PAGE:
Tuesday, February 5, 2008

What to Say and Do at an Interview

It is about that time of year when I had to decide if I was renewing my contracting or asking for a transfer. Some people may be looking at graduation too so I thought this would be a good time to talk about interviews and how I handled them. As head of the department, I was asked to hold many interviews (there are always vacancies in special ed!) and I was amazed at how unprepared some applicants were. Here is a list of what I think are important:

1. Dress your best. You wouldn’t believe the guys that came in wearing a white dress shirt over a printed or colored tshirt! Women would come in wearing low cut, very sexy clothes which might work if they were working somewhere they needed to appeal to the opposite sex but a high school is definitely not the place!
2. Bring a copy of your resume and/or portfolio for the interviewer. Usually a resume would be sent to my principal but that doesn’t always mean the person holding the interview has one.
3. If you are asked to tell about yourself, give a few minutes of highlights not your whole biography from birth to present. One person spent 30 minutes telling me her life history including illnesses and physical problems. This was way too much information!
4. Know your philosophy and beliefs. What do you feel is important in education? Why do you feel this way?
5. Know your strengths. Tell what you do good and why it would benefit the school to hire you. You are your best sales person and you need to make the school feel like they would really miss out if they didn’t hire you.
6. Know your weaknesses. No one is perfect and the school doesn’t expect you to be perfect. In fact, I was always suspicious of someone who felt they were perfect.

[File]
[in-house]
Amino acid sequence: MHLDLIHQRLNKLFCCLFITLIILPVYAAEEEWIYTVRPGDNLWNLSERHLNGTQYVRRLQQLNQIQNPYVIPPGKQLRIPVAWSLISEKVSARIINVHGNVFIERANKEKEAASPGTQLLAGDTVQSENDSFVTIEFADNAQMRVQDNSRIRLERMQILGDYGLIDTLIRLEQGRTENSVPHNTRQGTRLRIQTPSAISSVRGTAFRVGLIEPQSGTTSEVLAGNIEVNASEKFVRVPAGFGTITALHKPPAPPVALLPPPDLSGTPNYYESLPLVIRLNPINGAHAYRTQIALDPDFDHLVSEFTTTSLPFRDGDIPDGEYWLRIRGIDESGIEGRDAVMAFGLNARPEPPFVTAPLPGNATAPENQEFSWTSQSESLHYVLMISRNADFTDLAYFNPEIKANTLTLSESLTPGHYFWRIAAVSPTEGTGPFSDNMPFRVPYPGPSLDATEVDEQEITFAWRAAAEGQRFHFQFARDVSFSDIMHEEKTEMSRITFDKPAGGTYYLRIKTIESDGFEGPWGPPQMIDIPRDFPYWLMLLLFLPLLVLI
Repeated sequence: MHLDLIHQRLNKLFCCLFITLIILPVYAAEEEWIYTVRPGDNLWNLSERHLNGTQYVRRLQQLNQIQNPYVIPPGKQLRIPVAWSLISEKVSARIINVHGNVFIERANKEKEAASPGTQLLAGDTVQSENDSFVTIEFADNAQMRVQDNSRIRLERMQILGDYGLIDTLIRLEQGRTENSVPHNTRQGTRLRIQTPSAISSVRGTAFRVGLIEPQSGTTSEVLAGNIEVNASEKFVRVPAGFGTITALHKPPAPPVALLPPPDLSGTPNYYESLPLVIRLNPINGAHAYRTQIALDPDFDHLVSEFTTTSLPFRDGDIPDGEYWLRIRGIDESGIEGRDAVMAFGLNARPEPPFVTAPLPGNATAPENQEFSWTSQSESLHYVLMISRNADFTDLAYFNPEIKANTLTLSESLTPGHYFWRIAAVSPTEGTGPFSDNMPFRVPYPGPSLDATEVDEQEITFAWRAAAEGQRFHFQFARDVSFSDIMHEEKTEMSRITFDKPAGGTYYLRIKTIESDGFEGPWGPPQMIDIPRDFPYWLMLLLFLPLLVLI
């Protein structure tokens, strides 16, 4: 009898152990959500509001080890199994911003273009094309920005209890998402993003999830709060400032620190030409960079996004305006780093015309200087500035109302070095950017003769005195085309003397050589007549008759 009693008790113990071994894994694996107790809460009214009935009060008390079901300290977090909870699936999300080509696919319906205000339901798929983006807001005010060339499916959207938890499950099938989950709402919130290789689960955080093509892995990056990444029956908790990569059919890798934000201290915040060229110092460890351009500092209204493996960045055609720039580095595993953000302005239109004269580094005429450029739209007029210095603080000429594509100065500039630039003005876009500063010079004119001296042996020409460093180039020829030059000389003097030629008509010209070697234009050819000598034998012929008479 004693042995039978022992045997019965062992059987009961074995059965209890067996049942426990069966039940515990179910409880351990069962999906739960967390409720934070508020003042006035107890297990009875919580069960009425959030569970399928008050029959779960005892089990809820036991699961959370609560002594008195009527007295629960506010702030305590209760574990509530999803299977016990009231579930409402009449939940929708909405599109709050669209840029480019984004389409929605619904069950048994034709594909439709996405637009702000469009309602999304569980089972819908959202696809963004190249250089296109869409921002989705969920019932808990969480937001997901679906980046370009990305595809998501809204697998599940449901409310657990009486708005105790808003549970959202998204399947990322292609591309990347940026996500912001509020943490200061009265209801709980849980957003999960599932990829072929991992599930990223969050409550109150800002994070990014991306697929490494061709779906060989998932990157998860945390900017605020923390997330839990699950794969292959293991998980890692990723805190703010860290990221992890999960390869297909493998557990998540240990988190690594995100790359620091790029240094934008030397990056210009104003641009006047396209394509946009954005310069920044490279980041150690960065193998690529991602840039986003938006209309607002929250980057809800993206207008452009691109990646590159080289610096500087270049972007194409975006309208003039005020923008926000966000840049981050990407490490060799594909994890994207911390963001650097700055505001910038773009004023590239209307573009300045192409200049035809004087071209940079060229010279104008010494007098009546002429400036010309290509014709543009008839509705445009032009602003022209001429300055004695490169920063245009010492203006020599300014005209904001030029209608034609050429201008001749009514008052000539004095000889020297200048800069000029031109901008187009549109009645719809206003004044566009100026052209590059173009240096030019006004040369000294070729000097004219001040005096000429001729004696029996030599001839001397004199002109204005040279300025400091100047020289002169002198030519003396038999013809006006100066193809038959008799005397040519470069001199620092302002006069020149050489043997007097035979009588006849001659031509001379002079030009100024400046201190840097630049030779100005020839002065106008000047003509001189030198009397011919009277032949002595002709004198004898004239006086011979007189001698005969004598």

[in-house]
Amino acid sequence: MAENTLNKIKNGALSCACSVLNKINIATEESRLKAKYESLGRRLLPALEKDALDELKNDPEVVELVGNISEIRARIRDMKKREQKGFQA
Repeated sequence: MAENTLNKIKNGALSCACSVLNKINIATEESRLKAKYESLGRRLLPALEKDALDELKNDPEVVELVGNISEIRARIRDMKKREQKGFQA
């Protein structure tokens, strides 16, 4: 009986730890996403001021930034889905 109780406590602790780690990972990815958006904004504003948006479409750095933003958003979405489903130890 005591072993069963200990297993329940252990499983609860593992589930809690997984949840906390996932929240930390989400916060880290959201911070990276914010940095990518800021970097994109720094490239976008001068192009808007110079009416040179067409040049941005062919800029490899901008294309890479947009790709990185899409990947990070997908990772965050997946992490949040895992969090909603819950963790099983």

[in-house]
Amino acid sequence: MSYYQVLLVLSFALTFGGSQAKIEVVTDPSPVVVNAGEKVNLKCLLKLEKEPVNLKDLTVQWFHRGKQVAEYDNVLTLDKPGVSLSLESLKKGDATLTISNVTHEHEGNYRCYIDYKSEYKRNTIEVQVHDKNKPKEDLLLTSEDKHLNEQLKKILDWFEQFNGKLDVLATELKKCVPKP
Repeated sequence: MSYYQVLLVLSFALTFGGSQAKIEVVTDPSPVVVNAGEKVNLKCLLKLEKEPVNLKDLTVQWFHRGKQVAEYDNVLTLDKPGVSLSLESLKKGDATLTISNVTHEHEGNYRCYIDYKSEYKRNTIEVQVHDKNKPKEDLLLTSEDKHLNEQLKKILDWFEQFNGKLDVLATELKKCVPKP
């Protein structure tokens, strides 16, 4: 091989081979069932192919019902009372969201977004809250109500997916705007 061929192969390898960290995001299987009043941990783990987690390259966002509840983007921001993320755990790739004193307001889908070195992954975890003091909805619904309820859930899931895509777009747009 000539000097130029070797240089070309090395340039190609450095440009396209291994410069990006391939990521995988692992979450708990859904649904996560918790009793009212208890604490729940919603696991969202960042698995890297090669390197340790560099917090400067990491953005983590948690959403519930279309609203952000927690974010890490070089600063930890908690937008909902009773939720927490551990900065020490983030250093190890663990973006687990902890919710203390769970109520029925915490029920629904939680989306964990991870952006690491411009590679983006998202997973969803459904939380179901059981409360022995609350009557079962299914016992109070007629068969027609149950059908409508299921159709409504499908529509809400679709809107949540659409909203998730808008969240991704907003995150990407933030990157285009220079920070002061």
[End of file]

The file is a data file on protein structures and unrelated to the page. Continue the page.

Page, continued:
7. Give examples of projects you have done with the students. If you don’t have any examples for the level of students you hope to be teaching, offer suggestions that are appropriate for that grade level. This will give the interviewer an idea of your skills.
8. Give examples of how you have worked with colleagues. Being a team player is very important because collaboration and communication with others are the keys to successful teaching at any school. As head of the department, I didn’t want anyone who wouldn’t be willing to work with me or the other teachers.
9. Give examples of how you handled discipline. Let’s face it, discipline is a big issue and schools want to know that you can handle whatever you are given without them having to bail you out every minute.
10. Give examples of parental contact. I always felt this was important and didn’t usually lean towards the ones who were against contacting parents (for good or bad news). I have been told that by the time the students reach high school, teachers shouldn’t have to call parents anymore. I can’t tell you how many times my parent contacts have saved my own behind because I was able to clear up misunderstandings before they reached the administration.
11. Be prepared to ask questions. When an applicant asks me questions I feel like they are really interested in the position and want to know more about the school. It also gives me time to learn more about the applicant through body language. Ask about the mission and vision of the school. Ask about the population (Do all the students live in the community near the school? What percentage are on free lunch?) What kind of extracurricular activities are there? What kind of duties are required of teachers outside of teaching? How many teachers and administrators are there in the school? When will a decision about this position be made?
12. Watch for the signal that the interview is over. I usually end it with thanking the applicant for coming in and letting them know that someone would be in touch with them. I had one person continue to talk and talk with information about her personal life and some jokes but after an hour of this interview, I had to return to class and mentioned this. An administrator and I were holding the interview and thanked her for coming. When we all stood up and walked to the door of the room, she continued to talk. The two of us even walked in the hallway away from her and she was still talking in the empty room and I knew we were rude but there was nothing else we could do. I finally left the administrator to handle this person and needless to say, we didn’t hire her.

If I have left anything important out or you think other things should be added, please leave it as a comment so others could read it.


Anonymous said...

Excellent article. Luckily, I'm happily employed at the moment but it's nice to know what I did right.

loonyhiker said...

Mathew: Thanks for reading. Sometimes these are just good reminders for the future. I'm glad these things worked for you.